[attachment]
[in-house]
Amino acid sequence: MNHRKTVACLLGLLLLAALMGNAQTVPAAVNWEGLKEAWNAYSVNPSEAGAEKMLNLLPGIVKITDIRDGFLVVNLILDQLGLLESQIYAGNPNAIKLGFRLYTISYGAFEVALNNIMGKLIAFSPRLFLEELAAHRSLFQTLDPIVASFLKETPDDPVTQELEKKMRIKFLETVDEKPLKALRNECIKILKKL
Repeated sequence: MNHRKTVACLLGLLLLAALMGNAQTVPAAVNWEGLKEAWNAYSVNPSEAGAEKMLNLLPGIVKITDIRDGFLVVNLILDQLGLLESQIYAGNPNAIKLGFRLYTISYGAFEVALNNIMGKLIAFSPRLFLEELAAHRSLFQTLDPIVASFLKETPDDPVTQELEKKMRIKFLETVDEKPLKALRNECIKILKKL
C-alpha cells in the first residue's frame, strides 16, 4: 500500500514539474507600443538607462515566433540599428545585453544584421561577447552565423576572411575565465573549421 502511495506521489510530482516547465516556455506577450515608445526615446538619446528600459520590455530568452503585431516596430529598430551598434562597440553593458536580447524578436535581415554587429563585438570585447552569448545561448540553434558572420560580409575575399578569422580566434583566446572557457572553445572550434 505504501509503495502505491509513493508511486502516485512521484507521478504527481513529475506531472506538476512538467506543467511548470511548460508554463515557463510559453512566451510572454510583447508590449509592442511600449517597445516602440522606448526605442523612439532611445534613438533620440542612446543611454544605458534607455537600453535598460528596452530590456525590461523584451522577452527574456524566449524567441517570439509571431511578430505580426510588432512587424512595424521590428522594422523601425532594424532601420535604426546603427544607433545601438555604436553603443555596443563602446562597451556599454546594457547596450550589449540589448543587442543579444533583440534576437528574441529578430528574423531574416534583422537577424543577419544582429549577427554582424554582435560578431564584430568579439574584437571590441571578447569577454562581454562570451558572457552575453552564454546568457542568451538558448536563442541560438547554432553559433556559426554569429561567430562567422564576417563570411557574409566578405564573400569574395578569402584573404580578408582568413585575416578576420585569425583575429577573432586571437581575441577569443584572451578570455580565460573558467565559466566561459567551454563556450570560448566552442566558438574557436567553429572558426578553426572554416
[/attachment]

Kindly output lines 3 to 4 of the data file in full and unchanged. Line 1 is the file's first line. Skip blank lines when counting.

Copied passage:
Repeated sequence: MNHRKTVACLLGLLLLAALMGNAQTVPAAVNWEGLKEAWNAYSVNPSEAGAEKMLNLLPGIVKITDIRDGFLVVNLILDQLGLLESQIYAGNPNAIKLGFRLYTISYGAFEVALNNIMGKLIAFSPRLFLEELAAHRSLFQTLDPIVASFLKETPDDPVTQELEKKMRIKFLETVDEKPLKALRNECIKILKKL
C-alpha cells in the first residue's frame, strides 16, 4: 500500500514539474507600443538607462515566433540599428545585453544584421561577447552565423576572411575565465573549421 502511495506521489510530482516547465516556455506577450515608445526615446538619446528600459520590455530568452503585431516596430529598430551598434562597440553593458536580447524578436535581415554587429563585438570585447552569448545561448540553434558572420560580409575575399578569422580566434583566446572557457572553445572550434 505504501509503495502505491509513493508511486502516485512521484507521478504527481513529475506531472506538476512538467506543467511548470511548460508554463515557463510559453512566451510572454510583447508590449509592442511600449517597445516602440522606448526605442523612439532611445534613438533620440542612446543611454544605458534607455537600453535598460528596452530590456525590461523584451522577452527574456524566449524567441517570439509571431511578430505580426510588432512587424512595424521590428522594422523601425532594424532601420535604426546603427544607433545601438555604436553603443555596443563602446562597451556599454546594457547596450550589449540589448543587442543579444533583440534576437528574441529578430528574423531574416534583422537577424543577419544582429549577427554582424554582435560578431564584430568579439574584437571590441571578447569577454562581454562570451558572457552575453552564454546568457542568451538558448536563442541560438547554432553559433556559426554569429561567430562567422564576417563570411557574409566578405564573400569574395578569402584573404580578408582568413585575416578576420585569425583575429577573432586571437581575441577569443584572451578570455580565460573558467565559466566561459567551454563556450570560448566552442566558438574557436567553429572558426578553426572554416